Repeated Evolution Versus Common Ancestry

from a mainstream paper:

Why sex chromosomes turn over and remain undifferentiated in some taxa, whereas they degenerate in others, is still an area of ongoing research. The recurrent occurrence of homologous and homomorphic sex chromosomes in distantly related taxa suggests their independent evolution or continued recombination since their first emergence.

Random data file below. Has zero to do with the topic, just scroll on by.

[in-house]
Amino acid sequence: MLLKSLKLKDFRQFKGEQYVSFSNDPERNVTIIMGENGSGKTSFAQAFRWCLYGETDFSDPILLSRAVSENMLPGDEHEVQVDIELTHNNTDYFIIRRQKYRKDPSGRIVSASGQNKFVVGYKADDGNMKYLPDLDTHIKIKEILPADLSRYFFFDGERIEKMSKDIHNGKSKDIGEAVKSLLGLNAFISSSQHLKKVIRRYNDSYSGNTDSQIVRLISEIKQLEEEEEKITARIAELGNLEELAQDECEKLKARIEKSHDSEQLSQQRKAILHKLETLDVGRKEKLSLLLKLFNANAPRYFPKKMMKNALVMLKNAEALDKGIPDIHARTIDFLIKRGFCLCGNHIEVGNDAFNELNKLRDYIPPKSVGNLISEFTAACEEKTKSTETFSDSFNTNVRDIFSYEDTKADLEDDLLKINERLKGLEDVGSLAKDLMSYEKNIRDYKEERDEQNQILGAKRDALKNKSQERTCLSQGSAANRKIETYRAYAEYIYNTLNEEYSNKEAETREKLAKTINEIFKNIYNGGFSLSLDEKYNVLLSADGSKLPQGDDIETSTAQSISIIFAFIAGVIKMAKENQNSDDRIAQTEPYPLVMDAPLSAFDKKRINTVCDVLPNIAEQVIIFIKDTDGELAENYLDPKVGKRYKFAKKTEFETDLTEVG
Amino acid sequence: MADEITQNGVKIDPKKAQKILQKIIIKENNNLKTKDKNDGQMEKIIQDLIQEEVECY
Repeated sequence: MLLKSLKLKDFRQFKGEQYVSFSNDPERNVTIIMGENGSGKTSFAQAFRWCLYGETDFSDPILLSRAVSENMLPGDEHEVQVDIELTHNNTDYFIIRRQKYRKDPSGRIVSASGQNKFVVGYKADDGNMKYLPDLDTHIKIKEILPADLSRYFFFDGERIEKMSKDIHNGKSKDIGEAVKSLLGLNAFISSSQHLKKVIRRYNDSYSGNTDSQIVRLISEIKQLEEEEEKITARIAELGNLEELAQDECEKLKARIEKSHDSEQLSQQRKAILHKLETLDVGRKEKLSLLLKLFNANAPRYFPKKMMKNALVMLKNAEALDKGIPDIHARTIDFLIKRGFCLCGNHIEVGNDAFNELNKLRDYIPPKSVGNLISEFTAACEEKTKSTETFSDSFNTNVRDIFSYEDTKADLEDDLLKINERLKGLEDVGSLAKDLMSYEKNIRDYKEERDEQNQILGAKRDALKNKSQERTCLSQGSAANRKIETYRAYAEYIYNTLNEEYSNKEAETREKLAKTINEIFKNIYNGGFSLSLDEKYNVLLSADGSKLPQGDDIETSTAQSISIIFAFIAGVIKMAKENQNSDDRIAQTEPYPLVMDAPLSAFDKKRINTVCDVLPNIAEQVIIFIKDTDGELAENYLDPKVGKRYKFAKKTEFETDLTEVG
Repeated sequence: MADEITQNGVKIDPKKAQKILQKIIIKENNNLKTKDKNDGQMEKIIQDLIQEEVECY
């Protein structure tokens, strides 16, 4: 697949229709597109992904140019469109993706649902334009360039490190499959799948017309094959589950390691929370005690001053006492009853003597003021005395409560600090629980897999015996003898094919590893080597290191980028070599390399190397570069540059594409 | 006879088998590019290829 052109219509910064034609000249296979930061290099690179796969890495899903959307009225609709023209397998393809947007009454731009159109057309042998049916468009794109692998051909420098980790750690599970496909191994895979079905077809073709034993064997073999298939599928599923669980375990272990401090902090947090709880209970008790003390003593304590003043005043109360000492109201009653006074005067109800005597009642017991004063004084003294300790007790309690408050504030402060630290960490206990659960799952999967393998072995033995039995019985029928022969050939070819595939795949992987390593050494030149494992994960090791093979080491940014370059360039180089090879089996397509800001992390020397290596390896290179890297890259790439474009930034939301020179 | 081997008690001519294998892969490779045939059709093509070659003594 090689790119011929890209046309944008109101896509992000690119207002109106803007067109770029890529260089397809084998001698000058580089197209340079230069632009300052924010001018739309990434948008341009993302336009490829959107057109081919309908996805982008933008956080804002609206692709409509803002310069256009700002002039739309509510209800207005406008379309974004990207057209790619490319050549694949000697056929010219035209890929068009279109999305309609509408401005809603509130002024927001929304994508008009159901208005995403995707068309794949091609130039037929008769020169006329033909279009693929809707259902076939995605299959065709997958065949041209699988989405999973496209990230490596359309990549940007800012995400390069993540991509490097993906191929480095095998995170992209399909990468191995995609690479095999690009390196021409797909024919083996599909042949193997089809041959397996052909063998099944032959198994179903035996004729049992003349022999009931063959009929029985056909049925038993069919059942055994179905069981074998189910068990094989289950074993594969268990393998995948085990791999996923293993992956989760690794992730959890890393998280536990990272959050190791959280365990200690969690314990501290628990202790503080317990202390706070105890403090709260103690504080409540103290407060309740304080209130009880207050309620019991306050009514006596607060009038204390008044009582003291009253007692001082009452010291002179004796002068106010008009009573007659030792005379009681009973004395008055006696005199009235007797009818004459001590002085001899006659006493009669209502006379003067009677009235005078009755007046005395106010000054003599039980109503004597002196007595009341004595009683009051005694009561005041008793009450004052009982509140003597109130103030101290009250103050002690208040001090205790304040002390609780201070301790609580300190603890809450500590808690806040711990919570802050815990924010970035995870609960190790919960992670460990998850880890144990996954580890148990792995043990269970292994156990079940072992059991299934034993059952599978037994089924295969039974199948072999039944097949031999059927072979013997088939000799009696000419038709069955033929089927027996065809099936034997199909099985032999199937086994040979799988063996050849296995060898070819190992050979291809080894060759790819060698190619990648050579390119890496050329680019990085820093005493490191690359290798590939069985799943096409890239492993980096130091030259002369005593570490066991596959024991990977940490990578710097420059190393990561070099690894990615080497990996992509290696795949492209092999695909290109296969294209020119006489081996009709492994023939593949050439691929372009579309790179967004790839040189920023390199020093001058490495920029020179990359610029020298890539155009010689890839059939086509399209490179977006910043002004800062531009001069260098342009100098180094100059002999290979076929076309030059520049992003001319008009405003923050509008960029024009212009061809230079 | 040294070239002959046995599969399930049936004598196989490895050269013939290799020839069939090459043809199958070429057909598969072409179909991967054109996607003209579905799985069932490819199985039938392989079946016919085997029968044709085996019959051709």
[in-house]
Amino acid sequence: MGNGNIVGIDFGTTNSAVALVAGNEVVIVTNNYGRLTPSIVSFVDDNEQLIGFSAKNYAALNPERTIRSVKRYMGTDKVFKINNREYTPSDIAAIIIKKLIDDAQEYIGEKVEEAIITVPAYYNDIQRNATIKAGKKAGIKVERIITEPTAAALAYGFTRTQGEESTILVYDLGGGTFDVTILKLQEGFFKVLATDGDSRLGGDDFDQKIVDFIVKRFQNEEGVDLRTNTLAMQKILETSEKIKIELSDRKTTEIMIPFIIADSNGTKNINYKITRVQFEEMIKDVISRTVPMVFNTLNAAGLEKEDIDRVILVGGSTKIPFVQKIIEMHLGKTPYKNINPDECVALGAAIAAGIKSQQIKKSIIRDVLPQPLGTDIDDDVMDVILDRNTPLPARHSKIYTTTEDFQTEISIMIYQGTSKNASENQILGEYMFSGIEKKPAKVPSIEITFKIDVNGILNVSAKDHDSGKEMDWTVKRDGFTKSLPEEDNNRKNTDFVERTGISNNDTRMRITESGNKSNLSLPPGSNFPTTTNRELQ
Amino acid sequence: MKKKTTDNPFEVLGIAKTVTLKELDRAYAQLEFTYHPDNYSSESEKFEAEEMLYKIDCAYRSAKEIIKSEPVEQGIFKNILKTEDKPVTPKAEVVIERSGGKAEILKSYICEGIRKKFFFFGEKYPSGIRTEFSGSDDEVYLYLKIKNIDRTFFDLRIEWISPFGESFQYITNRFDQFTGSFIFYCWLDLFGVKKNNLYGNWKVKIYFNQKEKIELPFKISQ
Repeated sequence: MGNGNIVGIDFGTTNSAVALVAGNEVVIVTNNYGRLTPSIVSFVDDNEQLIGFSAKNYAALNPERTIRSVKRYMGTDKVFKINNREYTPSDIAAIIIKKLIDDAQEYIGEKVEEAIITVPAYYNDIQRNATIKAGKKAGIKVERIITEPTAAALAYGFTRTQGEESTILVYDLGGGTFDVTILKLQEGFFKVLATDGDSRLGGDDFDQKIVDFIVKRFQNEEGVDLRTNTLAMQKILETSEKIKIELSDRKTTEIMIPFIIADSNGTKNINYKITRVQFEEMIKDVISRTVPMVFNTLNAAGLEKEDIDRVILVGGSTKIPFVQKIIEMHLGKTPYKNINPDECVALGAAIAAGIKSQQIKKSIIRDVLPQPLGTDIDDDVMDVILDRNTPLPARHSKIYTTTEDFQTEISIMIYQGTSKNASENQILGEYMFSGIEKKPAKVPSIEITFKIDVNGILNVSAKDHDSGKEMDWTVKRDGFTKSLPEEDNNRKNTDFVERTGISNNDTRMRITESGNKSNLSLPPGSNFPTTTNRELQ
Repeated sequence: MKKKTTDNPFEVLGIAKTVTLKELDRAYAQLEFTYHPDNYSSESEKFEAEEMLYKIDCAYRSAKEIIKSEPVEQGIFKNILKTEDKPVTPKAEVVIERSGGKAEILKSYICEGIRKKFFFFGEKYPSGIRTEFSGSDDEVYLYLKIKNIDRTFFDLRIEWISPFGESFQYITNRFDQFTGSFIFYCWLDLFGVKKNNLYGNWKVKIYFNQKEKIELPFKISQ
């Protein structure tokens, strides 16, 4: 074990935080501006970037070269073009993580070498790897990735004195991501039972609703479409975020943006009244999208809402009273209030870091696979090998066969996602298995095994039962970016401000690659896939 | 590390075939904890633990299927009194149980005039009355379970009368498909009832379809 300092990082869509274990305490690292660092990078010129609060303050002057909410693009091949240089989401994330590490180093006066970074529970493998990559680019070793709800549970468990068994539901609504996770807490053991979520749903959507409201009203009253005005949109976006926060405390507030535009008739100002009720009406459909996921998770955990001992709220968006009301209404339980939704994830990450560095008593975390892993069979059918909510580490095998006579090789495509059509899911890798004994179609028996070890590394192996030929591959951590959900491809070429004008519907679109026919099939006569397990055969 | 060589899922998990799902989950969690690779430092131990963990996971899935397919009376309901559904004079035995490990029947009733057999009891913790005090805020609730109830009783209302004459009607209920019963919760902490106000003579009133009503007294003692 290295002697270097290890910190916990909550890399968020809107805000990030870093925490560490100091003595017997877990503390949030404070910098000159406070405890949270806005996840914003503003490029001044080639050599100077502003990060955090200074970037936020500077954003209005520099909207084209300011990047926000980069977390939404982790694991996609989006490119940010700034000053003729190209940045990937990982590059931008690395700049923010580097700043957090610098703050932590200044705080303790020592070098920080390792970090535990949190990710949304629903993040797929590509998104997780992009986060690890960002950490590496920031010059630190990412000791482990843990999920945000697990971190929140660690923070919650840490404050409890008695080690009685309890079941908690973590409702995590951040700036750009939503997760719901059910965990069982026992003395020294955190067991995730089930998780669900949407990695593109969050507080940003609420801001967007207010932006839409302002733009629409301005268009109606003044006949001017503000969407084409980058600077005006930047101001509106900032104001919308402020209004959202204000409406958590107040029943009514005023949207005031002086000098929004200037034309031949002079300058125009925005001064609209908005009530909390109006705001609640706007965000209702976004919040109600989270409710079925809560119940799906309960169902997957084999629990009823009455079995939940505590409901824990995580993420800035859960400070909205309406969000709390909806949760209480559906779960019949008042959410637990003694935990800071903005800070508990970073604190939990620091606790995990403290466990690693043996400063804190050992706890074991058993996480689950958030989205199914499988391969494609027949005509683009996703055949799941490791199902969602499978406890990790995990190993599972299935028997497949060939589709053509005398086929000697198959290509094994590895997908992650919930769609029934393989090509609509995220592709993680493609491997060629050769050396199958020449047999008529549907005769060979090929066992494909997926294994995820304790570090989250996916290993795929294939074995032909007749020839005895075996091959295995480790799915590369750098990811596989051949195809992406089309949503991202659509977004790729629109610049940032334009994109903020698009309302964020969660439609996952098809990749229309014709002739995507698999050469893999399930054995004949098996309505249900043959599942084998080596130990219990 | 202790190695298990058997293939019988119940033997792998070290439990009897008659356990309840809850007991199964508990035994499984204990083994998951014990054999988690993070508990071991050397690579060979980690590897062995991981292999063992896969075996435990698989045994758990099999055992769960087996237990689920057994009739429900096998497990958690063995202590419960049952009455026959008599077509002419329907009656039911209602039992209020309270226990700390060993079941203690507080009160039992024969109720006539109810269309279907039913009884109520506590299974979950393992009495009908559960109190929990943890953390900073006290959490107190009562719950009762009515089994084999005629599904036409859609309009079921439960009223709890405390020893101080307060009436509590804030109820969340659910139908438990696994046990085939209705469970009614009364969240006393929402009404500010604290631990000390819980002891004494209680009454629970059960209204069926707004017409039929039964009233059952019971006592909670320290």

Here, we focus on sex chromosome evolution in haplochromines, the most species-rich lineage of cichlid fishes…

we did not find evidence for shared ancestry, suggesting that LG7 evolved as sex chromosome at least twice in haplochromine cichlids. Hence, our work provides further evidence for the labile nature of sex determination in fishes and supports the hypothesis that the same genomic regions can repeatedly and rapidly be recruited as sex chromosomes in more distantly related lineages.

full article